“Hello Janet. It’s Robin Green. Um…we had a meeting…um, ah…about 6 weeks ago. I’ve left you a few messages…and I hope I’m not bothering you, but you seemed real interested in our solution. You told me you needed to run it by the committee and then you’d be ready to make a decision…so I’m...ah…calling to get an update. By the way, I’m the guy that left his lights on and your assistant had to give me a jump…um, not sure if you remember me or not…but anyway, I was just calling to see if, um…you know…you wanted to revisit the proposal and see if you had any…ah, you know…questions. I’ve...um…talked to my boss and he might be able to knock a little off the sticker price…so anyway, just wondering if you wanted to talk about that…so…umm, give me a call at 555 555 5555. Umm…I hope you are doing OK and I hope to hear from you soon.”
If you are in sales, you have left that message, haven’t you?
I didn’t grow up in sales. I found myself in sales accidentally. When I was a teenager, I wanted to play for the Cincinnati Reds. Turns out, that was a pipedream. Then, I said, I’ll just be a coach. I did that, but one thing led to another and I woke up one day in sales. Not by intention. But here I was.
I liked it. Loved it actually. I loved the hustle of it all; the competition, the grind, the fact that it was hard. It did not come naturally, but I was good at it. Got lots of awards and recognition. But I almost walked away from sales entirely. In spite the good things, the parts of sales that I hated…well, I HATED.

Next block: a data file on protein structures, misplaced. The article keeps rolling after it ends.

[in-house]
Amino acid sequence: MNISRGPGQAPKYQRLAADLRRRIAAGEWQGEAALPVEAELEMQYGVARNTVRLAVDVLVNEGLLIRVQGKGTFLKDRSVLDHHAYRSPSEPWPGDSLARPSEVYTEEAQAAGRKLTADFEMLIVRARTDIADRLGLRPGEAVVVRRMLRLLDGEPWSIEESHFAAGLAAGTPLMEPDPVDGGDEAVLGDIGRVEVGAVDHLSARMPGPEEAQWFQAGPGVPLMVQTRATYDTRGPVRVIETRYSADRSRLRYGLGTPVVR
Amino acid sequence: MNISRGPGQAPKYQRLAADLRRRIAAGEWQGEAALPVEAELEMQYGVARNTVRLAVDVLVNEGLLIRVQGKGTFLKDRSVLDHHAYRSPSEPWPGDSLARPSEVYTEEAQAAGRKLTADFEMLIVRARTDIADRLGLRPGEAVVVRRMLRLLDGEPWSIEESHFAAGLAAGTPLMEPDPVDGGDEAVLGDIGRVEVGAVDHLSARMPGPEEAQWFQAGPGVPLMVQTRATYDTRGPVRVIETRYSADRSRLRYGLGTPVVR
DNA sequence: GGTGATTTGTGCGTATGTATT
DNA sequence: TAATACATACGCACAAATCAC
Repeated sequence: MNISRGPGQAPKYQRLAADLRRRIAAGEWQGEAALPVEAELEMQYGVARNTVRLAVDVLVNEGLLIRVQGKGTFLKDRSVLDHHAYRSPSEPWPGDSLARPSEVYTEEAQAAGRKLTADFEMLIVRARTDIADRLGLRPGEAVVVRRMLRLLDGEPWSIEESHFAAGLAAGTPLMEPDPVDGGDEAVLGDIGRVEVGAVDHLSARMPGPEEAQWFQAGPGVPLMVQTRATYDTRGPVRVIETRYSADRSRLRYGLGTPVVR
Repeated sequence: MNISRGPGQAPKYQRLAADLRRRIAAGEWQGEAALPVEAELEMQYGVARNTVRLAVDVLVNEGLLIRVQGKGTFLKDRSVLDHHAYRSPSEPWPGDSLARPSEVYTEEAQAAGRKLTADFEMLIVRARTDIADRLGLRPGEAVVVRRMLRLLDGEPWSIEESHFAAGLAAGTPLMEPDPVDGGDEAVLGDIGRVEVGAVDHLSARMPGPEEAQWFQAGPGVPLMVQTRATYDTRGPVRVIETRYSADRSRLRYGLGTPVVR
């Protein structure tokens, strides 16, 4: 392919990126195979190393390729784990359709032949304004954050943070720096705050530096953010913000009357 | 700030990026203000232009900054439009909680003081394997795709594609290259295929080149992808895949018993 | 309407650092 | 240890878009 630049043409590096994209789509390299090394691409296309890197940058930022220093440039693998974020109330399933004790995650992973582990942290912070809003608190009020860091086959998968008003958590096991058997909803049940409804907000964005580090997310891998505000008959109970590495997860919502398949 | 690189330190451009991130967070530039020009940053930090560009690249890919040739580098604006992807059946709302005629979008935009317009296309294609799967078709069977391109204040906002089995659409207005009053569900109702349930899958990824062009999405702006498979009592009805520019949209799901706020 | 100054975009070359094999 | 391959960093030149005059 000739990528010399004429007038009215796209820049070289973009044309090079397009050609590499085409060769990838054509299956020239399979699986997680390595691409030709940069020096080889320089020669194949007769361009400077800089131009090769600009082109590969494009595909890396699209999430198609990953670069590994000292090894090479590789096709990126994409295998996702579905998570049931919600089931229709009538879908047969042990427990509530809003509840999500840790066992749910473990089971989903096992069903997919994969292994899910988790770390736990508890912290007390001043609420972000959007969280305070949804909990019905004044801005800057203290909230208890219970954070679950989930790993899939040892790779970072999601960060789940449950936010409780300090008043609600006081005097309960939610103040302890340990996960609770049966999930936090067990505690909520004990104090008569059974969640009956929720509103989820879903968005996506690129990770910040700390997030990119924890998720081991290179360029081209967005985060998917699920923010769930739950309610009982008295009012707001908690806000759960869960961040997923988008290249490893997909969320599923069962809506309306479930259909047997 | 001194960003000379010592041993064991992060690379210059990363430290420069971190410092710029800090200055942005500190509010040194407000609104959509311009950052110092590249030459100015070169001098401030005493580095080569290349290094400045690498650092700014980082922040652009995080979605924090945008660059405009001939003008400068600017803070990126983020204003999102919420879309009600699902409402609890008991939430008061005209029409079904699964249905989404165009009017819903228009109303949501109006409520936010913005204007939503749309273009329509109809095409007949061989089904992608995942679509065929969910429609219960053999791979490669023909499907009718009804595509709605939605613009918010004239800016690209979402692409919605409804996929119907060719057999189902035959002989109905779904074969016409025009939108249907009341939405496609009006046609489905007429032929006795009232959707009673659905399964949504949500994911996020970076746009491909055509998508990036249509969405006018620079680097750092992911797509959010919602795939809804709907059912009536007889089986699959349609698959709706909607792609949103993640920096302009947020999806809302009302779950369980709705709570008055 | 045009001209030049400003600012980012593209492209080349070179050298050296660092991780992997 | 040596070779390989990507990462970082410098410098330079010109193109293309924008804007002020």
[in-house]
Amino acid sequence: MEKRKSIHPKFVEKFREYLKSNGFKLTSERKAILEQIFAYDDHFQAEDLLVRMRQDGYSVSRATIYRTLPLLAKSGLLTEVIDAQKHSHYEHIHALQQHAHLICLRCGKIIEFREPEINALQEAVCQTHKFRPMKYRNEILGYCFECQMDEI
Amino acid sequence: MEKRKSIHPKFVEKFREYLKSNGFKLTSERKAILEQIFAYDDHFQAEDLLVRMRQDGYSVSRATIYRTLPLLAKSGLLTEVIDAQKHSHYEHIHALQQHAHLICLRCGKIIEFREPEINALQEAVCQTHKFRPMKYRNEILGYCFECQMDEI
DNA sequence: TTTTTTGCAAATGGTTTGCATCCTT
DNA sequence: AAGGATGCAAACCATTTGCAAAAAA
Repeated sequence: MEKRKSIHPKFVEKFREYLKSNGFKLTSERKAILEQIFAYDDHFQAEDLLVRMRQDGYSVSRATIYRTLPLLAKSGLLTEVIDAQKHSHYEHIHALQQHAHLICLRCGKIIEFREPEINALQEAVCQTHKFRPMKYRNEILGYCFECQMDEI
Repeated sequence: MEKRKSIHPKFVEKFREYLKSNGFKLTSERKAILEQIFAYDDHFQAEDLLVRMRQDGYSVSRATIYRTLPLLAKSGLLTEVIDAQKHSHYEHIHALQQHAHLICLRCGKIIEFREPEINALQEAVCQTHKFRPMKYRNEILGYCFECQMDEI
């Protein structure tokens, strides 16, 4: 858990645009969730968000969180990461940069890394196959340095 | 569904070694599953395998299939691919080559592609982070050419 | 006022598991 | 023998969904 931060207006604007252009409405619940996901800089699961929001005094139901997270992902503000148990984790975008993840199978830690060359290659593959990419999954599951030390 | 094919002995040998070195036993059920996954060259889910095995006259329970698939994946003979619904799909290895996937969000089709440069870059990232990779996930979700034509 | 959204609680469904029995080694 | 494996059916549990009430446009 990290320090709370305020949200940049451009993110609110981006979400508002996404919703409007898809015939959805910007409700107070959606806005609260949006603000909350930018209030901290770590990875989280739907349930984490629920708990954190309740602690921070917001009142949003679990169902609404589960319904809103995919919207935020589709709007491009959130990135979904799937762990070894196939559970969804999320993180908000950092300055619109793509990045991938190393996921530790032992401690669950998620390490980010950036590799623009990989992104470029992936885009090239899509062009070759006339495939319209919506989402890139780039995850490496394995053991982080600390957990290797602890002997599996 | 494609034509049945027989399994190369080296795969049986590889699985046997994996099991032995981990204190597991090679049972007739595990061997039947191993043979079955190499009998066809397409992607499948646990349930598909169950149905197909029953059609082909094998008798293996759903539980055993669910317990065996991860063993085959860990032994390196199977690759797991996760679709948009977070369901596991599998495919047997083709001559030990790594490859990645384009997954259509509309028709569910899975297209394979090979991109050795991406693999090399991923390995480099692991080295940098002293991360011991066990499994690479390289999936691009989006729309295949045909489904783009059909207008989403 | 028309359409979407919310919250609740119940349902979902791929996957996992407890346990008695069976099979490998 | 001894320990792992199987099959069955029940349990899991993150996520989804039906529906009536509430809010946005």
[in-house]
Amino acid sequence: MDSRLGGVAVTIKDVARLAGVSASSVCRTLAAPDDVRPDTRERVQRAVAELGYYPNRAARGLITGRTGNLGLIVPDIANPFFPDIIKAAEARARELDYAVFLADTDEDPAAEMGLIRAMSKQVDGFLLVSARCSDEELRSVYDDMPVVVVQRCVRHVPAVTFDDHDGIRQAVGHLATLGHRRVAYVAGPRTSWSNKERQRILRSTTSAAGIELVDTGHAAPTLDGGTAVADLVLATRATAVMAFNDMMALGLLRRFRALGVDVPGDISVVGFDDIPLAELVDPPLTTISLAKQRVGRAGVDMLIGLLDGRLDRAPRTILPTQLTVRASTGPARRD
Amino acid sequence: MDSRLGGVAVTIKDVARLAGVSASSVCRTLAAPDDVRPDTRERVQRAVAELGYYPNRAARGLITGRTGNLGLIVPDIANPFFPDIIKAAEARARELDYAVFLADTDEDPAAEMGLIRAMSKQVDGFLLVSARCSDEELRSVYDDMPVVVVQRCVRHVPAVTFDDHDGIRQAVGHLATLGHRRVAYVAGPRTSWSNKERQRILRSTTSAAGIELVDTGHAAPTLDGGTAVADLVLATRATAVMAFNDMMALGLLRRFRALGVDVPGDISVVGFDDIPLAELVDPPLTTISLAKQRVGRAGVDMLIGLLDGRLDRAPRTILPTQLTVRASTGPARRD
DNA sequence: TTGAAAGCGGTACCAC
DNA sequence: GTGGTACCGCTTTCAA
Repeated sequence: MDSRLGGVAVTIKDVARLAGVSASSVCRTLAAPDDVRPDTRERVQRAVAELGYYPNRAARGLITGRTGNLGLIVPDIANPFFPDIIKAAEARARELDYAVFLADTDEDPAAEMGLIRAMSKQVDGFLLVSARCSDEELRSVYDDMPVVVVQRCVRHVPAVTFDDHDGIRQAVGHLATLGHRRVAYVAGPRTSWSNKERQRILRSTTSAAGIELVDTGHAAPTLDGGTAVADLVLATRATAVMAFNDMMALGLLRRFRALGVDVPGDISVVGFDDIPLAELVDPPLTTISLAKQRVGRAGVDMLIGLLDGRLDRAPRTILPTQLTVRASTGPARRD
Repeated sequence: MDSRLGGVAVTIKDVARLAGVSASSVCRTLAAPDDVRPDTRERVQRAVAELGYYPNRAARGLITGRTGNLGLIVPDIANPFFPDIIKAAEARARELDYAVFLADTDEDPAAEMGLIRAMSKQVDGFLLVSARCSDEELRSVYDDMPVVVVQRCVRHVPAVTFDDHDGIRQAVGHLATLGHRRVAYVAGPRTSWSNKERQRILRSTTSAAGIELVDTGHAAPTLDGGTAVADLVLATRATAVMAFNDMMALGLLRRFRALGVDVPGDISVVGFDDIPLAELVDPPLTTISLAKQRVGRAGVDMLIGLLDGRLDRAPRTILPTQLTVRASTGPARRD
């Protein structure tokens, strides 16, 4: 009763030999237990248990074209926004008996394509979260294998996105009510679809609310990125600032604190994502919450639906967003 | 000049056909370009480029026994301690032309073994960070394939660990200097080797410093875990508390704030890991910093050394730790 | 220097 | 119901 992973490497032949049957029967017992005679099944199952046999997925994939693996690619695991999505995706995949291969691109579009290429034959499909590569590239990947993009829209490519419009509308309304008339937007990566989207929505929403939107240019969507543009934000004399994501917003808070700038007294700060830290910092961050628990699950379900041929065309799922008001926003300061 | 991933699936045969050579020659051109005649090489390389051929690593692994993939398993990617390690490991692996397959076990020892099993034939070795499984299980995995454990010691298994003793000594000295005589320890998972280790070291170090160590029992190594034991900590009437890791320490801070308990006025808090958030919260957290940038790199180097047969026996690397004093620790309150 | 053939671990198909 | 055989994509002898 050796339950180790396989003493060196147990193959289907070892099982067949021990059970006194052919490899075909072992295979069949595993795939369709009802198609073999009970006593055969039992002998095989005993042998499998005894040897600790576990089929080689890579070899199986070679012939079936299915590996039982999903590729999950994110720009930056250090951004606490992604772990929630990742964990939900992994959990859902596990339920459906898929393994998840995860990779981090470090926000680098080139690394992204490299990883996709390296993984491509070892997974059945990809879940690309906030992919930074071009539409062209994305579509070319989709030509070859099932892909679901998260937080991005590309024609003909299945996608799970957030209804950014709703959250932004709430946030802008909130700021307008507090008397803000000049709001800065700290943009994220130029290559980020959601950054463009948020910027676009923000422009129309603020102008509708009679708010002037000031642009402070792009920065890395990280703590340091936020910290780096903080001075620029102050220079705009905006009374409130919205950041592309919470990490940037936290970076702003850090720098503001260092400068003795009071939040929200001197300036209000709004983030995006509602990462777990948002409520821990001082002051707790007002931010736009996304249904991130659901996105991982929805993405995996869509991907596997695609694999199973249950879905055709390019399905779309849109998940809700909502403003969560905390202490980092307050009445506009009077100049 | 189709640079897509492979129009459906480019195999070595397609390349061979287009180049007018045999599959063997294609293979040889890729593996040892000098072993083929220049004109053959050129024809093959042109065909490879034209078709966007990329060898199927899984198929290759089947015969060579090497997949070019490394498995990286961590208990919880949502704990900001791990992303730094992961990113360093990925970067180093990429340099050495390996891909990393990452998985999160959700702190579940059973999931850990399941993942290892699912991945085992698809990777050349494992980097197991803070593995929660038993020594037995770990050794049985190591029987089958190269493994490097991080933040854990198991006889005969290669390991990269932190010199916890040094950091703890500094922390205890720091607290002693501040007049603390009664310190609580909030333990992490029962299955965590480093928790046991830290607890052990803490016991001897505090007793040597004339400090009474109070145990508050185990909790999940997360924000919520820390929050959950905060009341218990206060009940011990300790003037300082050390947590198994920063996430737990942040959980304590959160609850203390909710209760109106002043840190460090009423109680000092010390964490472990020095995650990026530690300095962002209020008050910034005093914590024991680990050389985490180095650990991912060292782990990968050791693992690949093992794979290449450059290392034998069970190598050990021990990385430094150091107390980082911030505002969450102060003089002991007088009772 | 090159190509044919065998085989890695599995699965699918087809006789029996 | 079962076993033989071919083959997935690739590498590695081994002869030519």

The follow-up call. The check-in. The status update. Desperate. Begging. Needy. I considered myself a professional yet here I was, feeling like an insect. A pest. It nearly drove me out of sales.
The problem was I had a pipeline full of ghosts. At one point, they were real people and they communicated with me, and they were interested in what I was selling…but it seemed once I did my pitch and gave them my proposal, they turned into spirits. People who were once real…but where did they go? They still have a phone. They are still listed on the website. Yes, that’s their voice on the voice mail…but do they actually exist? I called and left messages and they never returned my call. I sent emails that went unanswered. I hated the way it made me feel.
Happily, I’ve remained in sales and figured out how to keep the goblins off my pipeline. It still happens on occasion, but by and large, my pipeline consists of actual human beings.
If any of my experiences ring true, here are 3 things you can do stop being ghosted and close more sales.
1. The power of No – Getting a no at the end of the meeting is a positive result. Sure, I want to get a yes, but if I am going to get a no, I want to get it now. Quick. Not six months and 7 “follow-up” calls later.
2. Understand Equal Business Stature – Too many salespeople are subservient. The buyer sits in the big chair, while I’m happy to be in the little one. We appear needy. We are overly polite and overly formal. Our words are wimpy and wishy-washy. Remember, you help your customers solve problems and achieve goals. They need you as much as you need them.
3. You must control the selling process – In every sales interaction, someone is in control. Unfortunately, I spent most of my sales career with the prospect controlling both the selling process and the decision. I was just following along. Hoping it would work out for me. You must control the selling process. Map it out. What are the steps? What happens next? What are the gates your prospect must go through to be a qualified prospect? Your prospect controls the decision. You control the process.
Sales does not have to be frightening. If you begin to employ those 3 concepts, you will sell more – and sell more easily.